Devil’s Backbone Extended Loop | Colorado | 01/26/20

Devil’s Backbone Extended Loop | Larimer County Open Space

Loveland, CO | 01/26/20| 7.37 miles | 786′ gain

I decided that it’d be a good idea to do two longer hikes two days in a row. (Spoiler alert: this hurt my feet.) But beautiful weather in January isn’t always easy to come by, and I really wanted to make the most of it.

I’ve been to Devil’s Backbone Open Space countless times, but I always ended up doing the same.old.trail. It’s a nice trail, don’t get me wrong, but new stuff is always more fun! Well I finally looked closer at the map and saw a number of other trails that I could check out. Woohoo!

I started by heading south from the parking lot (instead of north like everyone else) and followed the Morrison Slide Trail. Devil’s Backbone is insanely busy at all times but there was NO ONE on this trail. It’s not very well marked, so I don’t think many people know about it. But now YOU do, and you can easily take this short interpretive trail to learn all about the area’s geology. Super educational and super fun!

Back at the parking lot, I headed down the horse trail (hikers allowed too!) and saw…wait, what is THAT!?

This is the foundation of an old plaster mill. In the late 1800s, Alfred Wild discovered gypsum on his property and subsequently built this mill to convert the gypsum to plaster. The mill was built in 1887 and used through 1965.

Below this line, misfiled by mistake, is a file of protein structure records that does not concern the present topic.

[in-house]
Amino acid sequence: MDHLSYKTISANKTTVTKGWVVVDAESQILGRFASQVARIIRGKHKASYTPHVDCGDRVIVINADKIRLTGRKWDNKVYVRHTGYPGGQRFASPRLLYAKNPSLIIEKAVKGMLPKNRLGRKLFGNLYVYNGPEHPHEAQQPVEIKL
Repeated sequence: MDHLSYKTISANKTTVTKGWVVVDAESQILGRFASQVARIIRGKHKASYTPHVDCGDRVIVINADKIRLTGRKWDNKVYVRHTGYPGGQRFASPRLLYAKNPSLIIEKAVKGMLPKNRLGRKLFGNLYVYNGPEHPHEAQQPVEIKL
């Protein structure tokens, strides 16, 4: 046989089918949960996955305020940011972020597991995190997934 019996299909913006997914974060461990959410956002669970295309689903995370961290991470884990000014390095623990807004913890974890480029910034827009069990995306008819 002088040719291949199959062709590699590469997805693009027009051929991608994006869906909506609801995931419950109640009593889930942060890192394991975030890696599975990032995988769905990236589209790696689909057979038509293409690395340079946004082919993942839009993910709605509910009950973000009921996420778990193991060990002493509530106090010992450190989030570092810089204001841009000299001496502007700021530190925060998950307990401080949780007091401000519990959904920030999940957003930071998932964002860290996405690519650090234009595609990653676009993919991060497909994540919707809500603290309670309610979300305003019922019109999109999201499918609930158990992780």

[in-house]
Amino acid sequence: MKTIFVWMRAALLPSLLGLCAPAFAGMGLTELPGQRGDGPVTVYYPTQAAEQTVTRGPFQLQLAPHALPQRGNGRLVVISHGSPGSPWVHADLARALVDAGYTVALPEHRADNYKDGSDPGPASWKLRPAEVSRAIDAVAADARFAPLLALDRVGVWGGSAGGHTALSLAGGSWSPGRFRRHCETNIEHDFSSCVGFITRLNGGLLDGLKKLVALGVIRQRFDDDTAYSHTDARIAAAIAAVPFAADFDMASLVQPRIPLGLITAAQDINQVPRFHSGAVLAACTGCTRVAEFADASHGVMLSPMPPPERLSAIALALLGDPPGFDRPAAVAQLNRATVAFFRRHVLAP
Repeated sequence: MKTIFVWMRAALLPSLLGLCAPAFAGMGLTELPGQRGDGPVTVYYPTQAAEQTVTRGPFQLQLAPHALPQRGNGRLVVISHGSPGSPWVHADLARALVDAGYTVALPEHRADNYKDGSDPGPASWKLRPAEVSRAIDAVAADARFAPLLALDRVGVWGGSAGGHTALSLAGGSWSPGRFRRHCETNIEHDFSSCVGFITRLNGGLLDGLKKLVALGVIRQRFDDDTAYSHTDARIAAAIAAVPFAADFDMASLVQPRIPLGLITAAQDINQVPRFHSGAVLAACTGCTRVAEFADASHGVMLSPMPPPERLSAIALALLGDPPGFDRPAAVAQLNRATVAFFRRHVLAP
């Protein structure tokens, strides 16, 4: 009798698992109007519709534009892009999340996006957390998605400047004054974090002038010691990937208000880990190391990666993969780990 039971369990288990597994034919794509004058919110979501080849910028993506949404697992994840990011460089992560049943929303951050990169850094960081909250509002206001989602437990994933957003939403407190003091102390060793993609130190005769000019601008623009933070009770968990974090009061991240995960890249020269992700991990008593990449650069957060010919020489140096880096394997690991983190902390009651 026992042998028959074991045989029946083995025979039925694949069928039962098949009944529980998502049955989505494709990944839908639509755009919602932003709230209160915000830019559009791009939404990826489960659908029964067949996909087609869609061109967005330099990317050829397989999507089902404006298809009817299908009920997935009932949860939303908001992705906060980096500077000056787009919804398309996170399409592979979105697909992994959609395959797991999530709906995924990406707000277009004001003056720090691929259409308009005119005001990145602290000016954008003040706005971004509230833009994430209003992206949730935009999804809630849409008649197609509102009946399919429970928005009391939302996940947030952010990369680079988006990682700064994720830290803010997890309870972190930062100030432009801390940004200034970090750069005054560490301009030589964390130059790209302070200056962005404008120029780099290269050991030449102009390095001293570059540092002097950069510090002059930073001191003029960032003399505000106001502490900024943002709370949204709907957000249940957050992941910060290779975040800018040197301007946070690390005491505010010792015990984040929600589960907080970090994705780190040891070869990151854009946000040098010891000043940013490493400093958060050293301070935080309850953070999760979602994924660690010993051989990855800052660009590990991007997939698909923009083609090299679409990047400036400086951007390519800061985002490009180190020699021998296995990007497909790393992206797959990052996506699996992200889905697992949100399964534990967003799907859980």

Original mill

I never would have thought to take the horse trail over to the main trail instead of the standard hiker/biker trail, but it’s seriously worth the detour. There were a few people walking along this stretch, but still considerably less than the main area of the park. After visiting the mill ruins, I had a short peaceful walk along the dry streambed before connecting with the busy main trail.

Horse trail along dry streambed
Main Trail (Lower Wild Loop)

Now that I’d successful completed all of the short & easy trails near the parking lot, I wanted to head out on the distant trail system. The Devil’s Backbone trails connect to multiple other open spaces. This trail system continues for miles and miles! Obviously I can’t walk THAT far, but I can do a portion! I headed along the lower section of the Wild Loop, which brought me to the hills in the above picture.


This section had amazing views of the backbone that I’d never seen before since I’d never come this far. And the views of the backbone changed even more as I climbed up into the hills, now on the Hunter Trail.

Otis being cute for treats.

After the Hunter Trail, we completed the Laughing Horse Loop and turned around. I’d intended on adding a 1.4 mile section of the Blue Sky Trail on top of this, but my feet were already hurting and I was more than 3 miles away from the car. I will have to come back another time to do the Blue Sky Trail!

Slickrock “trail” along the Laughing Horse Loop

The Hunter & Laughing Horse Trails were definitely not as scenic or interesting as the lower trails by the backbone, but I did enjoy the rockiness of the trails and the occasional “slickrock” sections.

Rock formation along the Hunter Trail

Heading back down, I stopped to get some more pictures of the backbone. And believe me, I took even more than what I’ve shared here! I really love rock formations.

A rugged section of the Hunter Trail


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